… Las Cañadas del Teide National Park

Trips to Mount Teide, aka “El Teide”, which is the Tenerife volcano, and Parque Nacional de Las Cañadas del Teide (Las Cañadas National Park), are a must and give you an idea of how much more there is to Tenerife than just the beaches and the sun. You definitely won’t regret it. The views there are simply spectacular, and, on clear and haze-free days, you can see the other six Canary Islands from the peak. If the skies are cloudy, then you get to enjoy the view of the splendid sea of clouds that forms around the volcano.

The weather conditions at the volcano are very extreme. Snow is common during winter and extra precautions have to be taken during summer due to the sun – so keep this in mind when you go there. You can get to the top of Mount Teide either by hiking, locally known as senderismo, or by taking the cable car – although make sure you’re fit if you plan to hike up the volcano.

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A brief history of the volcano and Las Cañadas

The Guanches (the original inhabitants of the Canary Islands) were the first to use the lands of Las Cañadas del Teide as a pasture to feed their sheep and goats. Several centuries later, in 1799, the renowned German scientist Alexander von Humboldt visited Las Cañadas, making him the area’s first “tourist”. Las Cañadas del Teide National Park has been classified as a Spanish national park since 1954, which makes it the oldest of the four national parks in the Canary Islands (the others being Garajonay in La Gomera, Roque de los Muchachos in La Palma and Timanfaya in Lanzarote). The park boasts indescribable views that are a hit with every tourist that goes there. Las Cañadas del Teide National Park was also named a World Heritage Site on 29th June 2007. This title enabled the authorities to ensure that the area was protected, allowing all those who have the chance to visit the island of Tenerife to enjoy the park to its fullest potential.

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Tenerife Travel Secret

A record-breaking 4 million visitors went to Mount Teide and the national park in 2017.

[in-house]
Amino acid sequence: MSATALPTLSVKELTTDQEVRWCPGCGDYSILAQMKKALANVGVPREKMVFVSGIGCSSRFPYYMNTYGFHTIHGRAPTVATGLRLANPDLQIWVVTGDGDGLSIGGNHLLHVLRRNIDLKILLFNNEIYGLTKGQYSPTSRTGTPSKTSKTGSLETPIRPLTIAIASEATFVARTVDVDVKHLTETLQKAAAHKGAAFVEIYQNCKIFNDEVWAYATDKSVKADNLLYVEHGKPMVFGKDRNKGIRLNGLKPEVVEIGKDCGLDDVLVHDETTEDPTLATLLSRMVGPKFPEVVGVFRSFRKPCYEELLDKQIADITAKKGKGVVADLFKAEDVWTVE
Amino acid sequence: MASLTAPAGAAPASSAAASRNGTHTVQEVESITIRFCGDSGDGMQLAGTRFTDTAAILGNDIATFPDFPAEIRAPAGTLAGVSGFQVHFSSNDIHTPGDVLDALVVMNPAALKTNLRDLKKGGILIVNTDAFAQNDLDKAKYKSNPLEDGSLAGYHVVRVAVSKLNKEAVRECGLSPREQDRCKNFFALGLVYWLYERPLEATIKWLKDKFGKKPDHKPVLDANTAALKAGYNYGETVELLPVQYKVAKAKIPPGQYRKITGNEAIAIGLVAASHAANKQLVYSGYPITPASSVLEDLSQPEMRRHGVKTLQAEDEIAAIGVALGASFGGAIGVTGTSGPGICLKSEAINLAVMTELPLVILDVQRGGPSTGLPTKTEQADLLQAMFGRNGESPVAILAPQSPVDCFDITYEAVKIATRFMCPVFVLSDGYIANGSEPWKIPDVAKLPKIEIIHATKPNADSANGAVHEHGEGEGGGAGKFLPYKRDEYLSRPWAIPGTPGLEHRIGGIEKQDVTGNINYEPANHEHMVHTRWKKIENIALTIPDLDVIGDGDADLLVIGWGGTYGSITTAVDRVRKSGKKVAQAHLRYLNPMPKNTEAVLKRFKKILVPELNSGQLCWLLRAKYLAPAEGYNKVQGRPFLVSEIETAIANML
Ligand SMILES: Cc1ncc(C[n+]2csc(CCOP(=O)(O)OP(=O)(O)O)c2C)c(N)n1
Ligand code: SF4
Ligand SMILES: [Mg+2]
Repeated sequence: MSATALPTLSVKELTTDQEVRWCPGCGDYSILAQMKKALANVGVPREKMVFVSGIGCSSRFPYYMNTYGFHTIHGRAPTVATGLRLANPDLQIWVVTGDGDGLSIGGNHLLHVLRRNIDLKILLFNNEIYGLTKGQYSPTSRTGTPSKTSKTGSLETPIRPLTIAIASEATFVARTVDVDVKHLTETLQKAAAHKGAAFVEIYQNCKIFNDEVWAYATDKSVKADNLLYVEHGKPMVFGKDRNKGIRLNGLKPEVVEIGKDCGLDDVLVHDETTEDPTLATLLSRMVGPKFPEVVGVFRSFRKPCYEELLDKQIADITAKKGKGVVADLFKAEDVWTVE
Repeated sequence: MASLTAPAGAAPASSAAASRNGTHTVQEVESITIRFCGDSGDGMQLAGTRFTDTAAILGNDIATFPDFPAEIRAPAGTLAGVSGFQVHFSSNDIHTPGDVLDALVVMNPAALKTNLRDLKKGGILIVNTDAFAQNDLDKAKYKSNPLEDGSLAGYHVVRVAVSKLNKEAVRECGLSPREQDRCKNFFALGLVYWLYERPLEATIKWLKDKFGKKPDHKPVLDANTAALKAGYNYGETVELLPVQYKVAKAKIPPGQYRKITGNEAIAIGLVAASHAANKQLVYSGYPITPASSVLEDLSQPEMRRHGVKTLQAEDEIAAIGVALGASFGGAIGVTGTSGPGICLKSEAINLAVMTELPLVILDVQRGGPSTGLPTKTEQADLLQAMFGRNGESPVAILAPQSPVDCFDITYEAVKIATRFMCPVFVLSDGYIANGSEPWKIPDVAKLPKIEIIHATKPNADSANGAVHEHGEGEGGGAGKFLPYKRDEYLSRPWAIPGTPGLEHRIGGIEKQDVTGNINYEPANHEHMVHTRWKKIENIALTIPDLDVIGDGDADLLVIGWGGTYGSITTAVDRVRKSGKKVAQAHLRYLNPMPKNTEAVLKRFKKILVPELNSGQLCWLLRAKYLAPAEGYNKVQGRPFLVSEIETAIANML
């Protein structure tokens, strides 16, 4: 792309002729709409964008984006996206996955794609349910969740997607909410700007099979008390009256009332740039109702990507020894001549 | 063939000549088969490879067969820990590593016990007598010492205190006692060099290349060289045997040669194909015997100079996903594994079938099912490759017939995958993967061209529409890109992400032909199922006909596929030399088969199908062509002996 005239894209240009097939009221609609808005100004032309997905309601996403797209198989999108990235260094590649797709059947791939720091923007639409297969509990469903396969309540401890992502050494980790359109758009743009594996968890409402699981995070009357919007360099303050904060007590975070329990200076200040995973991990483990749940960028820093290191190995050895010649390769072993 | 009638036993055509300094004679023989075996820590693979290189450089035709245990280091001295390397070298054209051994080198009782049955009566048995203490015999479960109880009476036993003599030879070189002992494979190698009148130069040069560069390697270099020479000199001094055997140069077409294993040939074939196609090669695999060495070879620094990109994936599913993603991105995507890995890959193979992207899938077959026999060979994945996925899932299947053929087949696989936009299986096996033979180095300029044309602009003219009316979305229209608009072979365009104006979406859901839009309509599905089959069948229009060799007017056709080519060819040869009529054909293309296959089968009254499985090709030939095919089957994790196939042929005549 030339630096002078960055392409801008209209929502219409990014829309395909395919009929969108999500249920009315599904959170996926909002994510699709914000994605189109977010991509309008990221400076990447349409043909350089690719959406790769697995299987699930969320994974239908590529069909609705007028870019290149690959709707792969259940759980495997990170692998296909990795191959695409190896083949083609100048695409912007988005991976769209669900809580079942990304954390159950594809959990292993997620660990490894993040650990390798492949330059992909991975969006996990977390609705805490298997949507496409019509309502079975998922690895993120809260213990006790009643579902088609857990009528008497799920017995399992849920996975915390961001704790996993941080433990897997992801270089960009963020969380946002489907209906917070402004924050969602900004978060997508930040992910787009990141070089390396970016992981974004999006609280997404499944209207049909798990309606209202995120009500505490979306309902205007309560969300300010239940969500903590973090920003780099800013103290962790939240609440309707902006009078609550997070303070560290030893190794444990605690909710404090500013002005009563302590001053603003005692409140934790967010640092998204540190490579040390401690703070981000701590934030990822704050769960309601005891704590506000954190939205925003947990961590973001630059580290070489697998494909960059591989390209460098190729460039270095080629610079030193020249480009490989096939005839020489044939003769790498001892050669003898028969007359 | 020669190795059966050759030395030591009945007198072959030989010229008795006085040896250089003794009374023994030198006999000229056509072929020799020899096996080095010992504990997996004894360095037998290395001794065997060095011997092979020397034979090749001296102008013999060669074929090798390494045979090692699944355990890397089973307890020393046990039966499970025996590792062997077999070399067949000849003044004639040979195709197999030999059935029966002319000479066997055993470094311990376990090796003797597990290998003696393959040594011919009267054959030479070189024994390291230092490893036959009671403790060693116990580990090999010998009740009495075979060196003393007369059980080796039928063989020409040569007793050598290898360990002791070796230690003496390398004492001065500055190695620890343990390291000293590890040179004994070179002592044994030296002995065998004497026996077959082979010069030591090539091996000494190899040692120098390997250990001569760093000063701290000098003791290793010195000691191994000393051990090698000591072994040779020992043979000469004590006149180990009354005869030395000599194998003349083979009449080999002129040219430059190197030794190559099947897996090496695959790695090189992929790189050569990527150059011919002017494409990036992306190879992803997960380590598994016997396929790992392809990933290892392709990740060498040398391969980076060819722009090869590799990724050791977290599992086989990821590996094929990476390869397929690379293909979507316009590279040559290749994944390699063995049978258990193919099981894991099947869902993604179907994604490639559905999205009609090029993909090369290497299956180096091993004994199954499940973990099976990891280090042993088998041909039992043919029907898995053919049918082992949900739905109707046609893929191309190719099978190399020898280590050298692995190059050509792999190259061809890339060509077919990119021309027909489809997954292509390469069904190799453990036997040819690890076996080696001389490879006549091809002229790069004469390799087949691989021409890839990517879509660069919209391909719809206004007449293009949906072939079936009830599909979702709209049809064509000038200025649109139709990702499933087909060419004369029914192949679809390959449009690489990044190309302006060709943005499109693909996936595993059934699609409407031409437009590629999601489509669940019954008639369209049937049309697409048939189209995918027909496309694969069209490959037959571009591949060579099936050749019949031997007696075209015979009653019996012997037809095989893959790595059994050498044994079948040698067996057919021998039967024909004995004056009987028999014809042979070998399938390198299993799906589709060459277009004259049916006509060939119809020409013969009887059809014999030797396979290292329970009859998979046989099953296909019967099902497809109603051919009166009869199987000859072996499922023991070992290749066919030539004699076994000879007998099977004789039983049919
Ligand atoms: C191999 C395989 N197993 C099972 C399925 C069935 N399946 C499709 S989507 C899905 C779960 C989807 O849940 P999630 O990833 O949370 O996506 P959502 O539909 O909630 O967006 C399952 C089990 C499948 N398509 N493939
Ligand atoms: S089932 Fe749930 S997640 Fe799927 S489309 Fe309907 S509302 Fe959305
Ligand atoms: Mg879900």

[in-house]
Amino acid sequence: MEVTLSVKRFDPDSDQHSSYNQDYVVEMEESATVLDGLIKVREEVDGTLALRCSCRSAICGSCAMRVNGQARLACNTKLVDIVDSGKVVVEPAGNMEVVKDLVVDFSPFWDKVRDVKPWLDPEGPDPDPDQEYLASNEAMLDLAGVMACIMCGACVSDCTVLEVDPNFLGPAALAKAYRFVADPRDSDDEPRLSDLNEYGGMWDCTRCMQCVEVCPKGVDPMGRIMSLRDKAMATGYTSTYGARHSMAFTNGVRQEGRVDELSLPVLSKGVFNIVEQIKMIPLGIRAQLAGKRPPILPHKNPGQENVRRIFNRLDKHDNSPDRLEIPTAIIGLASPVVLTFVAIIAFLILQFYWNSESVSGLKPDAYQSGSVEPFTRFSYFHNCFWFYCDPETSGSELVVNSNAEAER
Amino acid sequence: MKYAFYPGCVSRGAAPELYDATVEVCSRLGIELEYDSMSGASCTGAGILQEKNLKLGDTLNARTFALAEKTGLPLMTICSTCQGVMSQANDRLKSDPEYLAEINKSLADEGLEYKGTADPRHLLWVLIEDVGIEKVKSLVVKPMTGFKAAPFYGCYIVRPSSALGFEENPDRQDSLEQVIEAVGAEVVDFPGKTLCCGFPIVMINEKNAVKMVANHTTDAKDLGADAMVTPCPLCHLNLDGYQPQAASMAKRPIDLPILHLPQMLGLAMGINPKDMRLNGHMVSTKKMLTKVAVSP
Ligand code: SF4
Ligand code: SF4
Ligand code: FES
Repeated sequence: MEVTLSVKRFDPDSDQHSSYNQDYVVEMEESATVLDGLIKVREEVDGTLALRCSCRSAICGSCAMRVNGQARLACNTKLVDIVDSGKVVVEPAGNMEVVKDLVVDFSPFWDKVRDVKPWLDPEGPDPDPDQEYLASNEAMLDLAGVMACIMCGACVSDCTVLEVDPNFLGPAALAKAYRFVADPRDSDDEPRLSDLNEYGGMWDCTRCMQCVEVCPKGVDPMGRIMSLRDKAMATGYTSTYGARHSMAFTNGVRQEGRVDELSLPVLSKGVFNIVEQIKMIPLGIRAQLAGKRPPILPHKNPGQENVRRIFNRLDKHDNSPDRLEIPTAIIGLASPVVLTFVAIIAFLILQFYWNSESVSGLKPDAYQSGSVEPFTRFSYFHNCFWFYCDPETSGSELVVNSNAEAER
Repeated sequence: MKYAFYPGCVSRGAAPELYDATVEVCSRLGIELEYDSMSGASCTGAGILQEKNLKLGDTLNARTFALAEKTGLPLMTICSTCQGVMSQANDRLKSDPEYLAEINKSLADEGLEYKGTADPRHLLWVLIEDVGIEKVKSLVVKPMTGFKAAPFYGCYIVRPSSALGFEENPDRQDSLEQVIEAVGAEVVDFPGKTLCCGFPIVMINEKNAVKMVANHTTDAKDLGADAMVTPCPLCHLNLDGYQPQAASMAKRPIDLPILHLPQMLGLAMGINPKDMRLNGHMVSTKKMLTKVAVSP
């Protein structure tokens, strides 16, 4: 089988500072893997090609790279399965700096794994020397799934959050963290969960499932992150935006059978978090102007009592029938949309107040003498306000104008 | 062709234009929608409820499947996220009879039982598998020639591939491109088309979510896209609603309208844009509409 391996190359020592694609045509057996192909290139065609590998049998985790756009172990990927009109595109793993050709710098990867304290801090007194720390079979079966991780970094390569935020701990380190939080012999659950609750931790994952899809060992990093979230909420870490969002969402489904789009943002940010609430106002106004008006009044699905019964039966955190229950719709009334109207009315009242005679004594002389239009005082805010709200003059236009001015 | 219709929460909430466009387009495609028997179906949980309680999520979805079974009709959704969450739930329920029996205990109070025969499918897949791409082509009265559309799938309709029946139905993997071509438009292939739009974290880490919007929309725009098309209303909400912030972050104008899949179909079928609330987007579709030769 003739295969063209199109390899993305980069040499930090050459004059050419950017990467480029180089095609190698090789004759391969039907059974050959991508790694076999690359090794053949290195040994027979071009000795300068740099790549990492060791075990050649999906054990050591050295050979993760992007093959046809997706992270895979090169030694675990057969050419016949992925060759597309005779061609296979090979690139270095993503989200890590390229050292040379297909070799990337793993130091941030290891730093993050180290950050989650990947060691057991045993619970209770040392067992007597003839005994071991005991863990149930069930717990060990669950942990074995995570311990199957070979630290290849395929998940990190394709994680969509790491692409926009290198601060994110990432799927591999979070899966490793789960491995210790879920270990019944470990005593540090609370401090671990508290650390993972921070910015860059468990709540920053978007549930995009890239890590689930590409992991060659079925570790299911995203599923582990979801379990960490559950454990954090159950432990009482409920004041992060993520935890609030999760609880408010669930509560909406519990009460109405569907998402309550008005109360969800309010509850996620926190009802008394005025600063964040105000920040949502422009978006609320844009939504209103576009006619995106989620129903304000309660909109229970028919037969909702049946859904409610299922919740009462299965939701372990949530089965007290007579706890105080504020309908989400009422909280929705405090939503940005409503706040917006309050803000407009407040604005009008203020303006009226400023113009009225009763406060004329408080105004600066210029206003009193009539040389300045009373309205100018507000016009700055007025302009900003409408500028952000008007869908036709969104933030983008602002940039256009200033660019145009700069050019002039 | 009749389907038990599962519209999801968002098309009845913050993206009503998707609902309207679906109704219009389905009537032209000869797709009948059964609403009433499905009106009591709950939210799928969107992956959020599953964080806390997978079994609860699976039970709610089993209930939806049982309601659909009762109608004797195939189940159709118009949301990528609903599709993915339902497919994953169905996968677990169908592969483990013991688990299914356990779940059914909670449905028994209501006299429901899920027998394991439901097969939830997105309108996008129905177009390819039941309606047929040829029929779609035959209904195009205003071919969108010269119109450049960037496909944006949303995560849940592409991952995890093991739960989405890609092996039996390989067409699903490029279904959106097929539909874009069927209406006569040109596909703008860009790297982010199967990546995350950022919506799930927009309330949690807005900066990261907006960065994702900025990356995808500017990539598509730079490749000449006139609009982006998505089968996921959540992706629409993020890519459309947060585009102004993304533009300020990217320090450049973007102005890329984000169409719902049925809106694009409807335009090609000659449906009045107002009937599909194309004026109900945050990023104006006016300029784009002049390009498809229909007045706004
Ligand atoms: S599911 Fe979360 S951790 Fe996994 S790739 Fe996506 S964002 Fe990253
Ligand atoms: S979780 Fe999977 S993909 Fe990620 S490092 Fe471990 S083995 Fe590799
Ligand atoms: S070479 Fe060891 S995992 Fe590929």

Las Cañadas del Teide

2,000 metres above sea level, Las Cañadas del Teide has some incredible scenery and captures its visitors’ imagination thanks to the wealth of unrivalled landscapes formed by centuries of volcanic eruptions. Because of this unique beauty, it comes as no surprise that renowned directors have chosen this location to film their movies, like “One Million Years B.C.” (1966), which propelled Raquel Welch to stardom, “Clash of the Titans” (2010) and its sequel – as well as various TV commercials.

You can also enjoy some fantastic views at the facilities of Parador de Las Cañadas del Teide. The Parador is a hotel located in the middle of the park and is the only building in the area surrounding the volcano. This makes the hotel a unique place to stay overnight or to simply enjoy the daytime views or the starry sky.

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Tenerife Travel Secret

Las Cañadas del Teide National Park is a certified Starlight Tourist Destination thanks to its clear night skies, which are perfect for stargazing. This is also one of the many activities you can do with the different local tourist agencies, like El Cardón NaturExperience or Volcano Teide Experience.

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El Teide - the volcano

Mount Teide is 3,718 metres tall and has a crater that has a diameter of approximately 80 metres, which makes it the tallest mountain in Spain. You can get to the peak of the volcano to see the unparalleled views with a free permit, which needs to be applied for in advance. It is recommended that you book your permit further in advance if you plan to go there during the summer months when more visitors tend to go to the park. You will be accompanied by a guide for the last part of your ascent. It is important to know that, in order to protect the area from permanent changes to its topography, a collection of rock samples from the park is strictly prohibited. If you’d prefer to climb the volcano by a different method, you can climb up to 3,600 meters by cable car or on foot without the need for a permit. Provided you’re in good shape, it takes roughly 4 hours to walk up the volcano.